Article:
#11 Tennessee — Peter Skoronski (G, Northwestern)
They have some real issues on the offensive line so a pick to address that isn’t a surprise. He’s incredibly explosive and people think he could be Zack Martin. He’ll need to kick inside but in an unpredictable draft, it’s not surprising that a few teams are going for solid, low-risk players.

#12 Detroit (v/ARI, HOU) — Jahmyr Gibbs (RB, Alabama)
The running back renaissance is on! He is a tremendous player and I had him going in round one but a top-12 pick is unexpected. He is so quick and dynamic, he can return kicks and he’s an excellent receiving threat. I would ring Detroit about D’Andre Swift and see if you can get a bargain in a trade (throwaway day three?).

#13 Green Bay — Lukas Van Ness (DE, Iowa)
Not many people saw this coming. It’s safe to say, given his testing, that they have a type. He has a similar athletic profile to Rashan Gary. They don’t go offense to help the new quarterback, they make a pick on defense.

#14 Pittsburgh (v/NE) — Broderick Jones (T, Georgia)
The Steelers moved up three spots, only giving up a fourth rounder. So it’s cheap to move up if you want to. That might limit Seattle’s value to move down from #20 but it might be inexpensive if they want to move up from #20. The Steelers moved above the Jets to take Jones. They need to protect their second-year quarterback. Jones has all the physical tools and size/length you want but his technique is poor. He dips his head too much when he engages. He needs work. But physically he has major potential.

#15 New York Jets — Will McDonald (EDGE, Iowa State)
Fantastic pick. As I mentioned five picks ago — he looked so good at the Senior Bowl against Darnell Wright. I’m disappointed because I was hoping the Seahawks could get him. He can come in right away and be a terror off the edge. I think he can be Brian Burns and he’s been taken in the same range.

#16 Washington — Emmanuel Forbes (CB, Mississippi State)
A lot of people thought cornerback here. I had them taking Deonte Banks. Forbes has great production and he’s a playmaker but he’s just so light. He looked like a rake in shorts at the combine. It’ll be interesting to see how he holds up because he won’t be playing generous college QB’s at the next level and he’ll need to tackle. The instincts are there though.

#17 New England — Christian Gonzalez (CB, Oregon)
He’s a great athlete but had middling production in college and there were some reports about teams thinking he’s a little timid on the field at times. Even so, he looked like a Patriot and I mocked him to the Pats recently.

#18 Detroit — Jack Campbell (LB, Iowa)
I think this is a massive reach. He’s stiff despite his testing (which was a surprise). I thought his tape was really unexciting and I had him in round three in my final horizontal board. He’s a Dan Campbell type but this is a very old school pick.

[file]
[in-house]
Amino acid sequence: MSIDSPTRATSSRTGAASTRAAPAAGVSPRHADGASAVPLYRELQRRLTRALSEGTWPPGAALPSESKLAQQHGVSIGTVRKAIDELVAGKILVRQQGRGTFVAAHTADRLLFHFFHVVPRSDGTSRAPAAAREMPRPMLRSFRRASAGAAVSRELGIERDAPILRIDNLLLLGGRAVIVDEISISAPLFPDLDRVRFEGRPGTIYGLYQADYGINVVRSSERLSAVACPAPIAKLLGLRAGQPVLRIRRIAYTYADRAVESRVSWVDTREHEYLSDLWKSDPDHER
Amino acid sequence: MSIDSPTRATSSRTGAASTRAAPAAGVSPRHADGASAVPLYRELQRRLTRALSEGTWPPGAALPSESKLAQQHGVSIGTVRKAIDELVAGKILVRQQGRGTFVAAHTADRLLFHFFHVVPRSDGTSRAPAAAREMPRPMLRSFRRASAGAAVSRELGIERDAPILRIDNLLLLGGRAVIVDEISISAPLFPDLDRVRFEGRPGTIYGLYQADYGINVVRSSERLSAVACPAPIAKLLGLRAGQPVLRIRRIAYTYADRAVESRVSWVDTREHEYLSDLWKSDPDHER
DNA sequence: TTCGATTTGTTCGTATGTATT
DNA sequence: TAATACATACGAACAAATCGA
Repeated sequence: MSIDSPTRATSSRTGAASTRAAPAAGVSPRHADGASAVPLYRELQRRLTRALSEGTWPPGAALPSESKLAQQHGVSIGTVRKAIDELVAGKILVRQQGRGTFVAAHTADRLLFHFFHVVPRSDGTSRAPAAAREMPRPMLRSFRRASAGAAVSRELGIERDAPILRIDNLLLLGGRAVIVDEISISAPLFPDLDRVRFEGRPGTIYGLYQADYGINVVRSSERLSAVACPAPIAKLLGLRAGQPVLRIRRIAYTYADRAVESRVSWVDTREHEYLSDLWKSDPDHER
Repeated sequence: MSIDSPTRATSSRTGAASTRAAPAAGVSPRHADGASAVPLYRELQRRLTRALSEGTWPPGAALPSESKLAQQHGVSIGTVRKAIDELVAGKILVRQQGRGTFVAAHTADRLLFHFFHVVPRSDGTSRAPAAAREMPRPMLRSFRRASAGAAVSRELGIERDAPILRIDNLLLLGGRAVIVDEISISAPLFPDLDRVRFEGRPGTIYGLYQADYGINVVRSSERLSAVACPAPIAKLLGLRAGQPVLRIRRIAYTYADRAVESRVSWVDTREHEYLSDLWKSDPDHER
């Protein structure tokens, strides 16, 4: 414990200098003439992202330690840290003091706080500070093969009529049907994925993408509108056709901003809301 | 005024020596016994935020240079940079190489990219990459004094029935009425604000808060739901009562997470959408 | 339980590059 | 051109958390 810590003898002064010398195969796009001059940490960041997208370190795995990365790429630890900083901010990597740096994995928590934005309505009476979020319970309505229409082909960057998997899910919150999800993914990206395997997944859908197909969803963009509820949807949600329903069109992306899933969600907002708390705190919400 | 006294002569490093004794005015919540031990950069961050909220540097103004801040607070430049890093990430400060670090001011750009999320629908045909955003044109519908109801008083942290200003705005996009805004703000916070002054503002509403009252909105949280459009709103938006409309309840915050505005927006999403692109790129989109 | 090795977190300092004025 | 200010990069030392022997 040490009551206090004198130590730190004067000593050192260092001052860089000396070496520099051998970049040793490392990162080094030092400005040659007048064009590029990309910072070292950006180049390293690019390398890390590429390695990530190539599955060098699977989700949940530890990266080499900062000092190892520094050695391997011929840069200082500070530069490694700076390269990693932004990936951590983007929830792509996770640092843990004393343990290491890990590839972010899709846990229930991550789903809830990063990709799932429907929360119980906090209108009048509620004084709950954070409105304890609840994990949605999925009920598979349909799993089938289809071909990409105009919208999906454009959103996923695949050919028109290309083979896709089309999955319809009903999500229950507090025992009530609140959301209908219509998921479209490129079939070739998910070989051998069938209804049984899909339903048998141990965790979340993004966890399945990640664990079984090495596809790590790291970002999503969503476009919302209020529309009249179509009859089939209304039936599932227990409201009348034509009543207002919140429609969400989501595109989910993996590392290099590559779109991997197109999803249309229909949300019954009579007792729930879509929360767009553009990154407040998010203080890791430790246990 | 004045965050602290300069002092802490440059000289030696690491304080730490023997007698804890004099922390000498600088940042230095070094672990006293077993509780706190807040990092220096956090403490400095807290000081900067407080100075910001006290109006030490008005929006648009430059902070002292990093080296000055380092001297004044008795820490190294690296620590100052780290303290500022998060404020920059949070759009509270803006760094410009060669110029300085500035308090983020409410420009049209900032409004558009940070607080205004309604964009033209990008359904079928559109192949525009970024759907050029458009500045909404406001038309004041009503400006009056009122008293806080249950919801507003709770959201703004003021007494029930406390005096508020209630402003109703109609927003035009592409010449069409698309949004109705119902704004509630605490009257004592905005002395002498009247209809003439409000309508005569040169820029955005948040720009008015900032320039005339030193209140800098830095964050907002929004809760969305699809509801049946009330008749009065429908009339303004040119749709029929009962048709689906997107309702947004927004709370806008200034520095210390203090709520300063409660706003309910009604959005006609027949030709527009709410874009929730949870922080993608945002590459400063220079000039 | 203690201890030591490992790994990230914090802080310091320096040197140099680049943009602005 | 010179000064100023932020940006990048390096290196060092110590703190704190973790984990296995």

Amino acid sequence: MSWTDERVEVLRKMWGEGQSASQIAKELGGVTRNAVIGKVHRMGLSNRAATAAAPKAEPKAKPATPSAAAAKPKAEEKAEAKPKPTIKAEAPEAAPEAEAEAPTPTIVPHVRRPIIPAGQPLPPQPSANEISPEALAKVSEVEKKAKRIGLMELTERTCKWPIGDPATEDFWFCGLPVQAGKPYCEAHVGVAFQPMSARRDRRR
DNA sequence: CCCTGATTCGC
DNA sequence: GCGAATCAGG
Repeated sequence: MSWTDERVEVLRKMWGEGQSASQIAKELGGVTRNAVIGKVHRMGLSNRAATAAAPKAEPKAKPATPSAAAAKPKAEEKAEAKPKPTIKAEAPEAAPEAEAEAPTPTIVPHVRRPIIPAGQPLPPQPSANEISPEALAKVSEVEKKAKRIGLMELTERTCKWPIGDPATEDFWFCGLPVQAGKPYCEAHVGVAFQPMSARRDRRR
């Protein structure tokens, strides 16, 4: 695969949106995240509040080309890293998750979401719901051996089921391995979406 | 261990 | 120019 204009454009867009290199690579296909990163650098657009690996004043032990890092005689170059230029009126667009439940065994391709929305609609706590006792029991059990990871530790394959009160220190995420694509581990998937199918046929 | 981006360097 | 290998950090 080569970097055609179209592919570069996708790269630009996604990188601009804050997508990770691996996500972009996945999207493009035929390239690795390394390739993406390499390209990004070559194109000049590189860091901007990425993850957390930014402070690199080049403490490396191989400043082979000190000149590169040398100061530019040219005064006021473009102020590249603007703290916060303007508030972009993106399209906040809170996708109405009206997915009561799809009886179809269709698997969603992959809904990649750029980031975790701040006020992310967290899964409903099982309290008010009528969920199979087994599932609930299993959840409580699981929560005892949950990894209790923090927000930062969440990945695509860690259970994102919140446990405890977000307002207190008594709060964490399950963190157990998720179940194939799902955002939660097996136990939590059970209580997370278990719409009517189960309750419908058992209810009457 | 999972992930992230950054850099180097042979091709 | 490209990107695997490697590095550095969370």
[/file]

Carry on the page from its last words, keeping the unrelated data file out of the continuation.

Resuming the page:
#19 Tampa Bay — Calijah Kancey (DT, Pittsburgh)
Fantastic pick. Despite the lack of length, I think Kancey is well worth a shot in this range. He’s so disruptive, so prolific as a pass rusher. It’s worth a shot at #19 to see if he can be 65% of Aaron Donald.

#20 Seattle — Jaxon Smith-Njigba (WR, Ohio State)
I find this pick very interesting, intriguing and a bit surprising. I thought his lack of great speed would be an issue in Seattle. However, his agility testing is remarkable. Before his injury-hit season last year, he was very highly regarded. A lot of people had JSN as a top-15 pick so again, it’s another sign that the Seahawks are very much in BPA mode. They haven’t used either first round pick on the D-line. It’ll be exciting to watch JSN and see how he gets on. If he delivers, what an offense this could be.

#21 LA Chargers — Quentin Johnston (WR, TCU)
He’s leggy and tall. Johnston can be really dynamic. However, he was expected to be a great tester and we didn’t really see that. He had a few concentration drops. Yet the upside is certainly there.

#22 Baltimore — Zay Flowers (WR, Boston College)
A run on receivers has begun. Flowers’ change of direction is so dynamic and he can be a really dynamic player. You’ve got to be creative to get the ball in his hands but the way he cuts to avoid tackles is pretty remarkable.

#23 Minnesota — Jordan Addison (WR, USC)
The run on receivers is becoming a marathon. I though Addison looked average on tape and there was little to get excited about.

#24 New York Giants (v/JAX) — Deonte Banks (CB, Maryland)
The Giants moved up to this spot to take the highly athletic, sturdy cornerback. I like his physical nature but his ball-production was poor.

#25 Buffalo (v/JAX, NYG) — Dalton Kincaid (TE, Utah)
He’s a really mobile, prolific receiver. They add even more dynamism to their offense. He’s been injured and he didn’t test but the Bills clearly valued his agility to stretch the field at the tight end position.

#26 Dallas — Mazi Smith (DT, Michigan)
This has been an unpredictable first round for sure. I had Smith slated to go in this kind of range but didn’t expect Dallas to take him. Even so, he’s a big, physical, athletic nose tackle who can be a really consistent performer for the Cowboys — anchoring that defensive front.

#27 Jacksonville — Anton Harrison (T, Oklahoma)
I had him to Tampa Bay at #19 and Calijah Kancey to the Jaguars, which is amusing. I think he’s a very good run blocker and the more I watched the more I liked. He can be a very solid starting left tackle.

#28 Cincinnati — Myles Murphy (DE, Clemson)
His tape was rubbish. I watched every Clemson game in 2022 and he was one of the most frustrating players I saw. There’s no dog in him, there’s no counter. He’s just an athlete at the moment and a typical 5-star pampered Clemson D-liner. They’ll need to develop him.

#29 New Orleans — Bryan Bresee (DT, Clemson)
Bresee has a lot of athletic potential. He’s a tremendous upside player. However, his tape was so massively inconsistent and like Myles Murphy, frustrating. On top of that he’s had some injury/health issues and he lacks ideal length. He promised so much early in his Clemson career but he never really put it together.

#30 Philadelphia — Nolan Smith (LB, Georgia)
I mocked Smith to the Eagles right here in this spot. He was always a tweener and it’s difficult to work out what his position is at the next level. Great character, great physical profile. But is he an edge? Does he have to convert to linebacker? It’s hard to know and that’s why he lasted. I got both Eagles picks right, I should probably go and cover them.

#31 Kansas City — Felix Anudike-Uzomah (EDGE, Kansas State)
I thought he was a third round pick. They needed an edge rusher to replace Frank Clark but this feels a bit forced.

Here is my instant reaction thoughts to Seattle’s two first round picks: